The rapidly changing healthcare landscape impacts the delivery of care in several ways. A worrying issue for health care providers is how to increase the pool of providers to meet demands – especially in the area of primary care. If you’re practicing as an advanced practice nurse, a Doctor of Nursing Practice degree can do much to enhance your career. But before you take the plunge, it is important to understand the plan of study and your career options after graduation.
The growing need for primary care services can be attributed to the aging population and greater access to health care coverage. In light of the shortage of primary care physicians, nurses practitioners have been filling a critical gap in primary care in medically underserved areas. However, the quest to practice independently has been an uphill battle for nurses in North Carolina. Though studies indicate that nurses practitioners provide quality care that is comparable to or better than the care provided by physicians, there has been resistance to granting full practice authority the NPs in North Carolina. Presently, they must practice through a collaborative agreement with a physician. The DNP offers advanced preparation in nursing practice that will bring nurses closer to the level of education completed by other health care practitioners. The additional training could help make a case for independent practice. Nurses prepared at the level of the MSN will benefit from the higher level of education, and the opportunity increase their expertise in a specialized area of care.
After completing the requirements for a DNP, you may continue to work in the same settings that you did with an MSN degree. The advanced training will help you to qualify for top-tier jobs with a wider scope of responsibilities. In this capacity, you’ll shape policies that impact the healthcare system on an organizational level, influence patient care plans, or function as change agents in a clinical setting. As an alternative to working in an organization, you may decide to set up your own practice to work directly with patients or work in an academic environment where you can impact the next generation of nurses. Whatever your career prospects, the terminal degree will be the vehicle that takes your practice to the next level. According to the American Association of Colleges of Nursing (AACN), there’s a growing recognition of the value and contributions of DNP nurses and demand for the DNP will continue to grow in every sector within healthcare.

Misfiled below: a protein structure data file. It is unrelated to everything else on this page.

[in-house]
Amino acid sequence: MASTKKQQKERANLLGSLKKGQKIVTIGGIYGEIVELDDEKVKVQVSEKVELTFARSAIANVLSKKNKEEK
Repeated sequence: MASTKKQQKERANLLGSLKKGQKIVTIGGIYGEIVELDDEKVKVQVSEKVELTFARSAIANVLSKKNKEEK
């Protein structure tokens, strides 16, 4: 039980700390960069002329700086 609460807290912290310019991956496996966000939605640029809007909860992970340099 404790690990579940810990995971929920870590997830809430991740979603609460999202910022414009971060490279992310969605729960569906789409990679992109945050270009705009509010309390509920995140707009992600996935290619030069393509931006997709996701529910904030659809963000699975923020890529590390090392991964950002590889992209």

Through online delivery of the coursework, the DNP program supports educational progression without interrupting professional or personal commitments. Online delivery is also beneficial to nurses who are tied to a geographical location. The program will follow the same structure as a traditional program but will give you to flexibility to complete the program at your own pace. The coursework will be rigorous, so you must have a strong work ethic and organizational skills to balance work and study.
Reasons to Get A DNP
More nurses are going back to school to meet workforce demands for bettered educated nurses, improve their career prospects, and prepare for an expanded scope of practice. The Institute of Medicine’s recommendation to increase the BSN workforce to 80 percent by 2020 is well on its way to fulfillment. One of the benefits of the increase in the BSN workforce is the wider pool of nurses prepared to take the next step to the MSN and DNP degrees. But while many nurses see the benefits of pursuing the MSN to prepare for specialized care at an advanced level, the benefits of the DNP are not always obvious. If you’re undecided, here are some valid reasons to enroll in the DNP program.
Before delving into the benefits, it’s important to address one of the biggest deterrents for most nurses – the cost of the program. The thought of another student loan may cause you to shudder. After factoring in scholarships and grants, the cost of the DNP can still be overwhelming. But since the degree will pay for itself, it’s worthwhile to dig deep for any available resources that will help to cut the cost. The need for primary care professionals and doctorally prepared nurses increase the availability of funding for nurses willing to take this path. At the conclusion of the program, your job prospects and compensation should be greater than before, which will help you recover the cost of the investment. DNP graduates head organizations, conduct research, take up consulting positions and operate independent practices where they can earn more than $135,000 annually. Estimate the cost of your study, then consider possible career and salary options once you’re complete to determine if the degree would be worth your while.